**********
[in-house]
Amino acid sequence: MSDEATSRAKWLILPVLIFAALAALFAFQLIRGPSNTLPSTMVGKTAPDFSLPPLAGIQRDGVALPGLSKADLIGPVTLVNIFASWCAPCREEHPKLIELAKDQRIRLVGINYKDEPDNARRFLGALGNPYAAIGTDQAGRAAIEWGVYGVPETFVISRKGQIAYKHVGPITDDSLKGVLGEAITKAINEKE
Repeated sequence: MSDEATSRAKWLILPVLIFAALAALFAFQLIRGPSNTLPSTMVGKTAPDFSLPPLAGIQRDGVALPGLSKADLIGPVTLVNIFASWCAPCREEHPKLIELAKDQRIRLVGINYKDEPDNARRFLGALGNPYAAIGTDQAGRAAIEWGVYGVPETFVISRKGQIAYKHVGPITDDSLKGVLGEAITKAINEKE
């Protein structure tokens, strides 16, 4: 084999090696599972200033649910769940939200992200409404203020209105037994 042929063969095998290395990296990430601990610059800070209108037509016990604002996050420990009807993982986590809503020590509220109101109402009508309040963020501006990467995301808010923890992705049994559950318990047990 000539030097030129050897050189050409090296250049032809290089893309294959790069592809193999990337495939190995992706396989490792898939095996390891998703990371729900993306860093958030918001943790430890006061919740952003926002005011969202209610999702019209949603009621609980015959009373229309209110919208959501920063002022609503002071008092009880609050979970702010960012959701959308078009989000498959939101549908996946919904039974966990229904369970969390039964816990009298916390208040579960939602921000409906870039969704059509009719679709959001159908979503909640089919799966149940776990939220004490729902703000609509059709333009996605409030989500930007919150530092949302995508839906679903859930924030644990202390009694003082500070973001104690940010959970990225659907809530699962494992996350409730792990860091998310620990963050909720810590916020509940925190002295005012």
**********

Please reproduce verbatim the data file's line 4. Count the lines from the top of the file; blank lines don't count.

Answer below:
């Protein structure tokens, strides 16, 4: 084999090696599972200033649910769940939200992200409404203020209105037994 042929063969095998290395990296990430601990610059800070209108037509016990604002996050420990009807993982986590809503020590509220109101109402009508309040963020501006990467995301808010923890992705049994559950318990047990 000539030097030129050897050189050409090296250049032809290089893309294959790069592809193999990337495939190995992706396989490792898939095996390891998703990371729900993306860093958030918001943790430890006061919740952003926002005011969202209610999702019209949603009621609980015959009373229309209110919208959501920063002022609503002071008092009880609050979970702010960012959701959308078009989000498959939101549908996946919904039974966990229904369970969390039964816990009298916390208040579960939602921000409906870039969704059509009719679709959001159908979503909640089919799966149940776990939220004490729902703000609509059709333009996605409030989500930007919150530092949302995508839906679903859930924030644990202390009694003082500070973001104690940010959970990225659907809530699962494992996350409730792990860091998310620990963050909720810590916020509940925190002295005012």